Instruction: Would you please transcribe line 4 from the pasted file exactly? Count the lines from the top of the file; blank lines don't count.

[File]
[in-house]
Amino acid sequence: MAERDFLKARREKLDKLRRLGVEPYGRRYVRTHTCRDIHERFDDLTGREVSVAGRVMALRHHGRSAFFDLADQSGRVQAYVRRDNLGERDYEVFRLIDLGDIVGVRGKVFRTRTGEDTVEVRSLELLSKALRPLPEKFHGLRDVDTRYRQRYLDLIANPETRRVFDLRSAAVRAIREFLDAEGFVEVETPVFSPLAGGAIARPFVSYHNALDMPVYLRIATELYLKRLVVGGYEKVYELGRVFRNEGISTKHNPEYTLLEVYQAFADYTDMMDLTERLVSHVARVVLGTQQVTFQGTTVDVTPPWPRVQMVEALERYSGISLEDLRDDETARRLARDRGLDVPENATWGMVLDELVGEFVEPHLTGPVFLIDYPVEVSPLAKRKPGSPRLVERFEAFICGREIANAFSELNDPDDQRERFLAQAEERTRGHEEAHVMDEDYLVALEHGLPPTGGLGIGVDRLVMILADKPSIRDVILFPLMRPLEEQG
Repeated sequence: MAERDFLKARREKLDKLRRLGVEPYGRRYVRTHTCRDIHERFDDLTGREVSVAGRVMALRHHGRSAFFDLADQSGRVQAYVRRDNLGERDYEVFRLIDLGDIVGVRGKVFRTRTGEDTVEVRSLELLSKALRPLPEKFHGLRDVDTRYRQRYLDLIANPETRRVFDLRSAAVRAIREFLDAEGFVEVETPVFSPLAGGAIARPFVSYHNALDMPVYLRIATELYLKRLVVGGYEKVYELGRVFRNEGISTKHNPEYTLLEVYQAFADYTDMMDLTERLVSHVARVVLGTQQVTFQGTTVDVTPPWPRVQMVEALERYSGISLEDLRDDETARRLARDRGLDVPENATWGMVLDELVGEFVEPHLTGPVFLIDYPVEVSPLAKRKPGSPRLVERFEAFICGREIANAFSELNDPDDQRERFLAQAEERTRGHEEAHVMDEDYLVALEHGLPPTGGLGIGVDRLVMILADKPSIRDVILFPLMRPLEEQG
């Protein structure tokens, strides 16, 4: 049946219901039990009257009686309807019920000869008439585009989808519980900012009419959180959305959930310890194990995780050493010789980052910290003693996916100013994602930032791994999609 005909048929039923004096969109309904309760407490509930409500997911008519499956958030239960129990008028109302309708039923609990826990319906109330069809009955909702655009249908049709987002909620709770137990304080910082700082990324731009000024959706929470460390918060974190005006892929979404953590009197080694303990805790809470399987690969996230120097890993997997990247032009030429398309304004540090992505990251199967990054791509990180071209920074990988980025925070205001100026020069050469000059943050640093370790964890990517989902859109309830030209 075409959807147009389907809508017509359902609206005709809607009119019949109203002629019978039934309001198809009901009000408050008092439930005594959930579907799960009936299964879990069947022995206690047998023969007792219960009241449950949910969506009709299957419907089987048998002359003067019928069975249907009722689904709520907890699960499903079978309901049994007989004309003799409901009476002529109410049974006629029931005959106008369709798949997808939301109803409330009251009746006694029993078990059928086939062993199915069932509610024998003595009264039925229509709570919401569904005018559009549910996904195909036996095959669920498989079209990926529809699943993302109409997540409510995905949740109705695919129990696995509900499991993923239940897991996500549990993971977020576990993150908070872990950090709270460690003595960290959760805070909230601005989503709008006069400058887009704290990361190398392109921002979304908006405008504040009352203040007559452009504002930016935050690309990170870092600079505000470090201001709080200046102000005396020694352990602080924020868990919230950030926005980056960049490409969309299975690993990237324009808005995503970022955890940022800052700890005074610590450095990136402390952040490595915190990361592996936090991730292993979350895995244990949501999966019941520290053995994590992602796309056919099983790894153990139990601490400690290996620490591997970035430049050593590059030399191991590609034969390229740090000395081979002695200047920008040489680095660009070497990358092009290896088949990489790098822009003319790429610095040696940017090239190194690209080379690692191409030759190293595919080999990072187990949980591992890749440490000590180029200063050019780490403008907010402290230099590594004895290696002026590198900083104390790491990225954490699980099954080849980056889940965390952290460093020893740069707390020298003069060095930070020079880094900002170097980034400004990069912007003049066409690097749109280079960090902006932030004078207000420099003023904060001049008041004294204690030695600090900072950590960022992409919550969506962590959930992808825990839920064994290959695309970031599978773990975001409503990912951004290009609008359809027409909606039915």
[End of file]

């Protein structure tokens, strides 16, 4: 049946219901039990009257009686309807019920000869008439585009989808519980900012009419959180959305959930310890194990995780050493010789980052910290003693996916100013994602930032791994999609 005909048929039923004096969109309904309760407490509930409500997911008519499956958030239960129990008028109302309708039923609990826990319906109330069809009955909702655009249908049709987002909620709770137990304080910082700082990324731009000024959706929470460390918060974190005006892929979404953590009197080694303990805790809470399987690969996230120097890993997997990247032009030429398309304004540090992505990251199967990054791509990180071209920074990988980025925070205001100026020069050469000059943050640093370790964890990517989902859109309830030209 075409959807147009389907809508017509359902609206005709809607009119019949109203002629019978039934309001198809009901009000408050008092439930005594959930579907799960009936299964879990069947022995206690047998023969007792219960009241449950949910969506009709299957419907089987048998002359003067019928069975249907009722689904709520907890699960499903079978309901049994007989004309003799409901009476002529109410049974006629029931005959106008369709798949997808939301109803409330009251009746006694029993078990059928086939062993199915069932509610024998003595009264039925229509709570919401569904005018559009549910996904195909036996095959669920498989079209990926529809699943993302109409997540409510995905949740109705695919129990696995509900499991993923239940897991996500549990993971977020576990993150908070872990950090709270460690003595960290959760805070909230601005989503709008006069400058887009704290990361190398392109921002979304908006405008504040009352203040007559452009504002930016935050690309990170870092600079505000470090201001709080200046102000005396020694352990602080924020868990919230950030926005980056960049490409969309299975690993990237324009808005995503970022955890940022800052700890005074610590450095990136402390952040490595915190990361592996936090991730292993979350895995244990949501999966019941520290053995994590992602796309056919099983790894153990139990601490400690290996620490591997970035430049050593590059030399191991590609034969390229740090000395081979002695200047920008040489680095660009070497990358092009290896088949990489790098822009003319790429610095040696940017090239190194690209080379690692191409030759190293595919080999990072187990949980591992890749440490000590180029200063050019780490403008907010402290230099590594004895290696002026590198900083104390790491990225954490699980099954080849980056889940965390952290460093020893740069707390020298003069060095930070020079880094900002170097980034400004990069912007003049066409690097749109280079960090902006932030004078207000420099003023904060001049008041004294204690030695600090900072950590960022992409919550969506962590959930992808825990839920064994290959695309970031599978773990975001409503990912951004290009609008359809027409909606039915």